Published: December 2009/January 2010
The Inside Job: Namibia
How to make the most of your trip? Tap the locals, of course.
Text by Costas Christ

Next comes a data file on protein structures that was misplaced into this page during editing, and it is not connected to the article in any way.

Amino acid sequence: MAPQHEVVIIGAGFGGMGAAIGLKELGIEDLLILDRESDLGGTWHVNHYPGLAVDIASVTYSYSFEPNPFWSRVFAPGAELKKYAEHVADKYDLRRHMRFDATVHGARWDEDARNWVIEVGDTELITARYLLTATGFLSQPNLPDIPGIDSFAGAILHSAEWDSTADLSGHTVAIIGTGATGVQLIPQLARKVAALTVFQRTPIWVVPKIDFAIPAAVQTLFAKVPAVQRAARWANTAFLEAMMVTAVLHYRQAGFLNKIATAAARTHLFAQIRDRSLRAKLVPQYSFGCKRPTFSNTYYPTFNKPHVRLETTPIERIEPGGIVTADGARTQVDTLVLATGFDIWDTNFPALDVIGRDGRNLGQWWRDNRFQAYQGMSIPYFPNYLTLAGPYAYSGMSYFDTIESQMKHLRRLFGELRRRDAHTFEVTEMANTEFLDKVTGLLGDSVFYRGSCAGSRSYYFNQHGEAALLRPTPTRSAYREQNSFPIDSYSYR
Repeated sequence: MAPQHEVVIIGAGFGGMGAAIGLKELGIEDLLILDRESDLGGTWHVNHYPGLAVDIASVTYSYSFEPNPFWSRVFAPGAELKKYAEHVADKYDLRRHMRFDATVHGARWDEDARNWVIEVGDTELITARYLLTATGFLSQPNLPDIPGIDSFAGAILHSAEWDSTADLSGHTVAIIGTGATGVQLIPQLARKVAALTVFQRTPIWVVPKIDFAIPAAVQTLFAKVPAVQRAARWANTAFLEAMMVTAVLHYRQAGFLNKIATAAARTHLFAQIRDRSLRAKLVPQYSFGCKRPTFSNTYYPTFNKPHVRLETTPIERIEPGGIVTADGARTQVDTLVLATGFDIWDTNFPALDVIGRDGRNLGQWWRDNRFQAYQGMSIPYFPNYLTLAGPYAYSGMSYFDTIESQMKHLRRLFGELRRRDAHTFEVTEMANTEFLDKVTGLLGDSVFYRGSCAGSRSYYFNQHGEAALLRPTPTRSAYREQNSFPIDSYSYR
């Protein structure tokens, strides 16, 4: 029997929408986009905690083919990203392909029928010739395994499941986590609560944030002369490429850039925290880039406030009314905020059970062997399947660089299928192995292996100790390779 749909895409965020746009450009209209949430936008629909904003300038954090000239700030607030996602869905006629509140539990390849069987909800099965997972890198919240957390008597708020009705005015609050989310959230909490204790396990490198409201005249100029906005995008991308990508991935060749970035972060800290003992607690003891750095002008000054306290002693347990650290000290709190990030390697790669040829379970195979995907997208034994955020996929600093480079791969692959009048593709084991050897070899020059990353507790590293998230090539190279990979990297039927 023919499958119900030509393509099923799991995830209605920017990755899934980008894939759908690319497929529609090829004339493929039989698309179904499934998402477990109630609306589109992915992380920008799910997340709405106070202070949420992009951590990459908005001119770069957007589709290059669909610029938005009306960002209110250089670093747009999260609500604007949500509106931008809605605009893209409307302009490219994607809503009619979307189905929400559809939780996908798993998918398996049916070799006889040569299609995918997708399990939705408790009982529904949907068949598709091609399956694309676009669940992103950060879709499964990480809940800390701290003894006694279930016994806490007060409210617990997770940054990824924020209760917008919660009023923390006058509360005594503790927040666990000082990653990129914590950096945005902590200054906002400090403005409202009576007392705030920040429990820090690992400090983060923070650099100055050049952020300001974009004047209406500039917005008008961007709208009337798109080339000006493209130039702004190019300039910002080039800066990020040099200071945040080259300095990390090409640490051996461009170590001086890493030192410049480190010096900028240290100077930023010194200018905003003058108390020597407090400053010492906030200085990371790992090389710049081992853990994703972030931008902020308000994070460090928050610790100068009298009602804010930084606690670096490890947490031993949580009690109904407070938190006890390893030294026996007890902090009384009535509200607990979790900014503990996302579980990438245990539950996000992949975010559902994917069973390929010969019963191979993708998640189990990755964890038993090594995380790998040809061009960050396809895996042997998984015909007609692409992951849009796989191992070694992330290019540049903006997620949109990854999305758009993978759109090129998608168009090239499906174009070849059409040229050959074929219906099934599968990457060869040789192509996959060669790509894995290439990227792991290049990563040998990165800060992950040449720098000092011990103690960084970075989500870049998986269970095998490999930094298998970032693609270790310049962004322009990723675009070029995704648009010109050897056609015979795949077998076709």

Namibia’s himba people are among the last seminomadic clans on the African continent. They’ve spent, oh, the past 400 years getting to know every mopane tree and sand dune in the northwest Namib Desert. And here’s the news flash: They’d like to show you around. Ecolodges have come a long way in their efforts to connect with the Himba and other indigenous peoples. The best ones, like Serra Cafema Camp, don’t just befriend local tribes—they empower them. Perched on the banks of northern Namibia’s Kunene River (the only permanent waterway for miles), the plush eight-room outpost has 360-degree views of the region’s Mars-like dunes and rock-strewn valleys. It’s also smack in the middle of Himba territory. Serra Cafema’s owner, outfitter Wilderness Safaris, pays the tribe a fee to access their lands and, perhaps more important, trains community members to run the lodge so that one day they can own and operate the business themselves. Visitors spend their days trekking across one of the world’s harshest landscapes in search of rare wildlife (ever seen a Hartmann’s mountain zebra?) and, if they’re lucky, cooling off in the shade of a Himba hut or two along the way. vitals ›› $1,000 per person per night, all-inclusive; serracafema.com